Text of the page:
You feel safe with them.
Feeling safe and secure in the relationship will save you years of heartache when you’re married. "The foundation of this starts with lack of judgment," says Sehat. "Can you be yourself around this individual? If you are trying your best to be someone else, I would encourage you to imagine what that would feel like for years to come. The influence on your self-esteem and anxiety this could produce."
You have seen hard times.
Chances are, you will face some stumbling blocks in life, so it's important to consider whether or not you and your partner are prepared to battle them hand-in-hand. "Yes, unproblematic love and joy in a relationship can be a beautiful thing," says Sehat. "However, tackling a difficult goal together can build so much strength and trust in a marriage."
You want a marriage not a wedding.
If you’re dreaming of walking down the aisle and sharing those vows, do you ever picture what happens next? The wedding is a celebration, however, your marriage needs to be strong enough to last a lifetime. "Can you see a future with this person past your wedding date?" asks Sehat. "Do you imagine growing old with them?" Be completely honest with yourself here.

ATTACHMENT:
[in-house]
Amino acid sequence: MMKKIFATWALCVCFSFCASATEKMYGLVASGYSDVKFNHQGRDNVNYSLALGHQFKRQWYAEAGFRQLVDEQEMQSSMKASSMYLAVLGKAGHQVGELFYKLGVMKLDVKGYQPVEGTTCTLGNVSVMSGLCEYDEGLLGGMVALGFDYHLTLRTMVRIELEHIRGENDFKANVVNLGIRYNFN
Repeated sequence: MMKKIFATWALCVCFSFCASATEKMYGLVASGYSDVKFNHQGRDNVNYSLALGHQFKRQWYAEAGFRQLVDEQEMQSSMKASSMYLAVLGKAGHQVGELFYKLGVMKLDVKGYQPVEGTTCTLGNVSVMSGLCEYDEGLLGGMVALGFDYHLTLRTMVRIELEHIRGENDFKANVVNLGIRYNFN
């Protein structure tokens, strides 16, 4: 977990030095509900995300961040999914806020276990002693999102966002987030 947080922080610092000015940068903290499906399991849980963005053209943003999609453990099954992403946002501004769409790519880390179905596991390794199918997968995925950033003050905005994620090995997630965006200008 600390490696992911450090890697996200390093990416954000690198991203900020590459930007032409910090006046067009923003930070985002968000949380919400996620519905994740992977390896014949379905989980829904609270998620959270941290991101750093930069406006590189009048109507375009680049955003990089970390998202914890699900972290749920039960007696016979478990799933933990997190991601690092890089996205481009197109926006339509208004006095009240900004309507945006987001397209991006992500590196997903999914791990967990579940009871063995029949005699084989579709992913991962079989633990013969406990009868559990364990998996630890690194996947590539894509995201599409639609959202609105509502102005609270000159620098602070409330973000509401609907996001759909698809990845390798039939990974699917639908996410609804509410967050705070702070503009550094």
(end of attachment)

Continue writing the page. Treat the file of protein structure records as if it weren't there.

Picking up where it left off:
Your family likes your partner.
Introducing a new partner to your family is a huge step. While you don’t want to base your decision on what your family thinks, their opinions may sway whether you marry. "Although we have no control over this factor, it can be very important," says Sehat. "Your family's acceptance of your partner can help facilitate the most healthy version of your marriage. It often takes time to get there. Be patient, they are building trust too!"